To use a summer blockbuster analogy, cycle tracks—essentially bike lanes that are protected from general traffic—are the next big thing dropping on Seattle’s streets.
NE 65th Street is the trailer, and it was just officially released.
SODT reports that the short cycle track connecting the Burke-Gilman Trail to Magnuson Park is now open. The project will not only make it safer and easier to access the trail and park, but it will also improve safety for all trail users as they cross NE 65th.
But almost more importantly, it is a chance to see the two-way cycle track design in action as the city gears up to install more ambitious stretches elsewhere, including downtown.
I have not tried the new lanes out. Have you? Let us know your thoughts in the comments below.
The Seattle Department of Transportation is pleased to announce the opening of the Northeast 65th Street cycle track. The cycle track has been designed to provide a family-friendly connection between the Burke Gilman Trail and Magnuson Park that serves people of all ages and abilities who ride bicycles.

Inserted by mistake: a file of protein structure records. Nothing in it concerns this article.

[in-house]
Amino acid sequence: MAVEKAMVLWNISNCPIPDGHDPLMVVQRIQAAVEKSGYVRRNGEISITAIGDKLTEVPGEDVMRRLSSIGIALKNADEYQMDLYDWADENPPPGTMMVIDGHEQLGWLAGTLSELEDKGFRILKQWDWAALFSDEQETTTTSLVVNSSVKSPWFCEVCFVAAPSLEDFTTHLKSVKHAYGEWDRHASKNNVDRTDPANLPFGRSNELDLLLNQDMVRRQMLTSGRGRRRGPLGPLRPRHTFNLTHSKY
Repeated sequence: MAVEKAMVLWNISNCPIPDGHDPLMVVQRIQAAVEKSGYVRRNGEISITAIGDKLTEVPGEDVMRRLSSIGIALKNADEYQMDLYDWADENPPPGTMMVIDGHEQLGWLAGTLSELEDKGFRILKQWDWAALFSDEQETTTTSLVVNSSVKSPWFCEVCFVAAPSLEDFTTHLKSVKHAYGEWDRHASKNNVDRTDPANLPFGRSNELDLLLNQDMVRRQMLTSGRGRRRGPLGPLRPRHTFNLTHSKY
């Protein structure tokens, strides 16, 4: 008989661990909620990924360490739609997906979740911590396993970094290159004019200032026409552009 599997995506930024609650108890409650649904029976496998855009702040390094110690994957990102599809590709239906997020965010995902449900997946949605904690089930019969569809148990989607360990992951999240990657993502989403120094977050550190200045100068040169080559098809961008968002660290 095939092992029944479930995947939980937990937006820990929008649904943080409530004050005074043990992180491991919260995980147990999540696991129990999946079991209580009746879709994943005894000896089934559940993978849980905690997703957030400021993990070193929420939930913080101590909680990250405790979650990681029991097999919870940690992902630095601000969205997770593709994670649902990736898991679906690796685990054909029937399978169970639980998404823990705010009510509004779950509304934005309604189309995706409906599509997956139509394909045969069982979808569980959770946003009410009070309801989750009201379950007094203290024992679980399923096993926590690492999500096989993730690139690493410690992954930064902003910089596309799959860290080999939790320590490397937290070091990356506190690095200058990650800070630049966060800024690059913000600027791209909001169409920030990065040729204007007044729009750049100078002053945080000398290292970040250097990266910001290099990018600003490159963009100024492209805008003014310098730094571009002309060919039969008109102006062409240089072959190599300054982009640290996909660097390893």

This two-way cycle track provides dedicated lanes for people on bikes, separated from traffic by a sturdy barrier. Crossing Sand Point Way is now easier – people walking and biking can now enjoy larger waiting areas, larger and better aligned curb ramps, repositioned push buttons, remarked crosswalks, and painted crossbikes.*
Northeast 65th Street is now easier to cross as well, thanks to a curb bulb at the southeast corner of NE 65th Street and Sand Point Way. While the cycle track is now open, you will continue to see improvements over the next several weeks as SDOT puts a few finishing touches on the project.
For more information about the project, please visit our project web page.
To learn more about the benefits of cycle tracks, and how to use them, please visit our cycle track web page.
*Crossbikes are similar to crosswalks; they alert drivers of the higher likelihood of people crossing at this location and provide people on bikes with their own area of the street – so they’re less likely to share the crosswalk space with pedestrians.